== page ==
Heat Transfer in Animals |
Animal Body Types |
Countercurrent Heat Exchange |
Brown Fat |
Global Warming and Evolution |
Animal Body Types - Basics
Endotherms are animals that primarily produces its own heat.
Ectotherms are animals that primarily gains heat through the environment.
Homeotherms are animals that have a constant body temperature.
Poikilotherms are animals whose body temperature adjusts depending on the environment.
Animal Body Types - Further Reading
The two extremes in the animal kingdom are endothermic homeotherms and ectothermic poikilotherms. Most mammals, including humans, as well as most birds are endothermic homeotherms, while most fish, invertibrates, reptiles, and amphibians are ectothermic poikilotherms.
Some animals fit into the endothermic poikilotherm profile as well as the ectothermic homeotherm profile. Mammals that engage in hibernation, or a long torpor, are considered endothermic poikilotherms, as they can produce their own heat but allow their temperature to vary depending on the environment. The desert pupfish constrasts hibernating mammals, in that it does not produce its own heat, but does maintain a constant body temperature by moving to environments with different temperatures.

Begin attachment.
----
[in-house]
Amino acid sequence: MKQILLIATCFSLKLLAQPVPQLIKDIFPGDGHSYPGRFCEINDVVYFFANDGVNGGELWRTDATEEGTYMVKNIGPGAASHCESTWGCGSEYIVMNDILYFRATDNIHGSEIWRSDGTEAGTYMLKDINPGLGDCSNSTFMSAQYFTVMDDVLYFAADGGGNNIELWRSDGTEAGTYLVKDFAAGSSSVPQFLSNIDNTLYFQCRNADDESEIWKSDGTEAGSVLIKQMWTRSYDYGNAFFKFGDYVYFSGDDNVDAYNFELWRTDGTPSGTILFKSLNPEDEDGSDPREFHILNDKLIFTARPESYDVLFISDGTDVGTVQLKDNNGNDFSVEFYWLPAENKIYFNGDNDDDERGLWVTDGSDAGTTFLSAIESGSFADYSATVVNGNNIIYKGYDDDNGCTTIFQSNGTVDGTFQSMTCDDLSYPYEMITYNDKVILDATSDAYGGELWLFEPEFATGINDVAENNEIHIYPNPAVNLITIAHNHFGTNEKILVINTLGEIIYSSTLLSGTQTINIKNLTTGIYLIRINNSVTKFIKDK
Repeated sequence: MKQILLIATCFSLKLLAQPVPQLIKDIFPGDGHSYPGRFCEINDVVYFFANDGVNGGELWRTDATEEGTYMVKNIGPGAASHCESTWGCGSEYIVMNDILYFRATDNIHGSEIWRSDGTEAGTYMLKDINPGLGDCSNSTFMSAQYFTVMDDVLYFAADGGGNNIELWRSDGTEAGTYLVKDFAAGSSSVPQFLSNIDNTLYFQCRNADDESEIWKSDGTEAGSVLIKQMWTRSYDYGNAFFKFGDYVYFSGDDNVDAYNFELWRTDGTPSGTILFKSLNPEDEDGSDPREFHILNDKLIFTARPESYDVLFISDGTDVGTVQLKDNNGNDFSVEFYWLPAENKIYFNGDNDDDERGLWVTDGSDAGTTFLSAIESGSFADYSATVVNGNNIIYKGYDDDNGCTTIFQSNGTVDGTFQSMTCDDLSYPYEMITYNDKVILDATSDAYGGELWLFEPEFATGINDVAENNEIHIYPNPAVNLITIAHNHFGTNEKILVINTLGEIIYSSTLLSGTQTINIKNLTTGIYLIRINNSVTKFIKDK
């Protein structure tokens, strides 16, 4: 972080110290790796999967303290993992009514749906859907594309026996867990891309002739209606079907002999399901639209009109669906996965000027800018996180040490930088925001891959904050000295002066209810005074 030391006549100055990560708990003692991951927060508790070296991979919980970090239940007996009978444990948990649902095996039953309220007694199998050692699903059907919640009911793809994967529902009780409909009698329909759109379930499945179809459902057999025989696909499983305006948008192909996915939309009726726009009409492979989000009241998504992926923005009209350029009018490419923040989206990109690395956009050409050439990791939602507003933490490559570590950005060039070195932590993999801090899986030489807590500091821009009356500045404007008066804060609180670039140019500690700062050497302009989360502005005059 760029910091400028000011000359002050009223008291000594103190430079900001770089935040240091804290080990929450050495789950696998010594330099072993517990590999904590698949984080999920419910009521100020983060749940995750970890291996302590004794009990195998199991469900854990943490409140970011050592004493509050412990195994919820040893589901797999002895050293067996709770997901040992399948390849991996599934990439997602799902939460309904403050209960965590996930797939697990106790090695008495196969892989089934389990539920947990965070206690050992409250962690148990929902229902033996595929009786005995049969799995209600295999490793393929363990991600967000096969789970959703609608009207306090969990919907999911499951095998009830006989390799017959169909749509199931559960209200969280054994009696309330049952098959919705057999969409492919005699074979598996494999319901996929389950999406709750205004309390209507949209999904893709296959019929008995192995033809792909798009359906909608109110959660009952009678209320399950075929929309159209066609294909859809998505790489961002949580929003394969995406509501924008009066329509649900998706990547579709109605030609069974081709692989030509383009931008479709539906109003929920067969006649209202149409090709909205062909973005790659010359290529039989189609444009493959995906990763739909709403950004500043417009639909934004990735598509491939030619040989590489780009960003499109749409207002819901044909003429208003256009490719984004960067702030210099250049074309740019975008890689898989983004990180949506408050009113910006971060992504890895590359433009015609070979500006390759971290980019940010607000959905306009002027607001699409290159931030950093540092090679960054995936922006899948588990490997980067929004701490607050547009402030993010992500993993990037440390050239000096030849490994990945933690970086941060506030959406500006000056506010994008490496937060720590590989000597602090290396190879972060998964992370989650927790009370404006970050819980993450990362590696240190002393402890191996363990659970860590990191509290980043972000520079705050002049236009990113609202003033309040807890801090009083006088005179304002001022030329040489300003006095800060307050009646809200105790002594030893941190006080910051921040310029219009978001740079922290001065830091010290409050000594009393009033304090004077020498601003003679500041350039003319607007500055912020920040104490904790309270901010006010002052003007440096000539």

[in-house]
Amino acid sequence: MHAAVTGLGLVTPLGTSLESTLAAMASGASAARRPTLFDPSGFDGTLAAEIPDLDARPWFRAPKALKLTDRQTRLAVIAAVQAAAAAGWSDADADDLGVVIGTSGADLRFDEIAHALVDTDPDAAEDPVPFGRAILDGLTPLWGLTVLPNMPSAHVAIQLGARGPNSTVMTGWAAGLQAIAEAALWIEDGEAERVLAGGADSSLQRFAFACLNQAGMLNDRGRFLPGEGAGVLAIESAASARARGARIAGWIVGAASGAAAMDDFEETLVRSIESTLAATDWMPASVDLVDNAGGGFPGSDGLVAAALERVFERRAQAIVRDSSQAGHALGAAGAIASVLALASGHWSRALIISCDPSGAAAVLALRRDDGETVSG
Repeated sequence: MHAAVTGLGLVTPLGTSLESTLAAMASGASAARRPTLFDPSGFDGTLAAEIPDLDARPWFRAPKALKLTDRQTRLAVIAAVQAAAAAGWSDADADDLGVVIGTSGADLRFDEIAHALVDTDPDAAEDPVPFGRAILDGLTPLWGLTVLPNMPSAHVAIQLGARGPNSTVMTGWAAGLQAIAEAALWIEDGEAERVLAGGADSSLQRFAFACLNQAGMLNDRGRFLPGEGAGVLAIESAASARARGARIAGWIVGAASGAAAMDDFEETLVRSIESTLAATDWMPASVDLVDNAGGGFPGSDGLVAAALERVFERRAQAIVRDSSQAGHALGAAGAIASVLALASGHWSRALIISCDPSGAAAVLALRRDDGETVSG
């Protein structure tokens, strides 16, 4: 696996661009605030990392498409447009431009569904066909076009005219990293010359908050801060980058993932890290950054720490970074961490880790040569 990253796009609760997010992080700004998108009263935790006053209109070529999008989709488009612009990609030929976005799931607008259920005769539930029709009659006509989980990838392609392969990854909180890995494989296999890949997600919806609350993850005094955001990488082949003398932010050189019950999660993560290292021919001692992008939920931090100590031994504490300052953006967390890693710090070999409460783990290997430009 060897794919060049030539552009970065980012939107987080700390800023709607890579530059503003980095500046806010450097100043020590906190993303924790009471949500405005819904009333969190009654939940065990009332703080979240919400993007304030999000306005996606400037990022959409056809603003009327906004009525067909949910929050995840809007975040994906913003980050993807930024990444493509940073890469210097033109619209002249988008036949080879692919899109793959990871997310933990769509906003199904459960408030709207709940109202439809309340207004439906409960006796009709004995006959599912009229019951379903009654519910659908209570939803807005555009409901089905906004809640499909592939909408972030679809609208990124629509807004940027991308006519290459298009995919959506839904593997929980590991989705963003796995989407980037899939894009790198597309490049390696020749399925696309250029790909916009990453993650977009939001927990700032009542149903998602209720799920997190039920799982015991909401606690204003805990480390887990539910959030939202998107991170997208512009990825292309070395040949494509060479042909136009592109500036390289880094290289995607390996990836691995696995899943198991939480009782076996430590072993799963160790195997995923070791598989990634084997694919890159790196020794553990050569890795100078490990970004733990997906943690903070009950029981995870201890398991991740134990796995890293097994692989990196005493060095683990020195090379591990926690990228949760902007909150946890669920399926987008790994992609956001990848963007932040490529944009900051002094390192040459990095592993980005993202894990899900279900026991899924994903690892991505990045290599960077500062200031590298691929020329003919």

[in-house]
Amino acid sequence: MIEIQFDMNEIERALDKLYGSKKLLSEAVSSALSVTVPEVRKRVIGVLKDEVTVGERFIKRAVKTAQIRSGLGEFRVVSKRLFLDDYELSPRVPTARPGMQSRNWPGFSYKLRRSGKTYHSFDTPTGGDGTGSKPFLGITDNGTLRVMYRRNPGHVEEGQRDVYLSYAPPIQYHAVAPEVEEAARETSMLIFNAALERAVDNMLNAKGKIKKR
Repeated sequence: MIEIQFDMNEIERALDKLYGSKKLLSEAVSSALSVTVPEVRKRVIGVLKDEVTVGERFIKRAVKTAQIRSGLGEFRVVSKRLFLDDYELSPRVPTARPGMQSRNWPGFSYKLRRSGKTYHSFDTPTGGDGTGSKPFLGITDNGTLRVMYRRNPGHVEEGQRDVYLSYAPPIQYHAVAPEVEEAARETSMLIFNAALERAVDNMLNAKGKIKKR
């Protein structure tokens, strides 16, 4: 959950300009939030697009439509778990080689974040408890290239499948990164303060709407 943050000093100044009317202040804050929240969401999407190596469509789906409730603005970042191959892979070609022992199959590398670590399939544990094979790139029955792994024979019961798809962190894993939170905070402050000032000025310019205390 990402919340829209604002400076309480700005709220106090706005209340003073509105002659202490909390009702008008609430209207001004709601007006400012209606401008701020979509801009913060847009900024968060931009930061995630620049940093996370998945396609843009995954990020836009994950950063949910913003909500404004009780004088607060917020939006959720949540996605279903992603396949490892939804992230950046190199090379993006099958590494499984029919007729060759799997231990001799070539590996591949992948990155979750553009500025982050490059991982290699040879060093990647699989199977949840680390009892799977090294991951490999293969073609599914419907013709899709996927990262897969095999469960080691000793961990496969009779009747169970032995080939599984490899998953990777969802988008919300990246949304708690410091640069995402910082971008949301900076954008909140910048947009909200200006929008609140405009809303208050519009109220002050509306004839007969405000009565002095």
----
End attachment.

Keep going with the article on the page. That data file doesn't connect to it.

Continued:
Animals that are endothermic have adapted to the environment differently than ectothermic animals. Endothermic animals may stay active in cold weather, which may result in a greater ability to survive. However, endothermic animals require more energy to heat their bodies and therefore require more food. Ectothermic do not require energy to heat themselves, and can spend their energy on reproduction, which in some environments is more valuable than staying active in cold weather.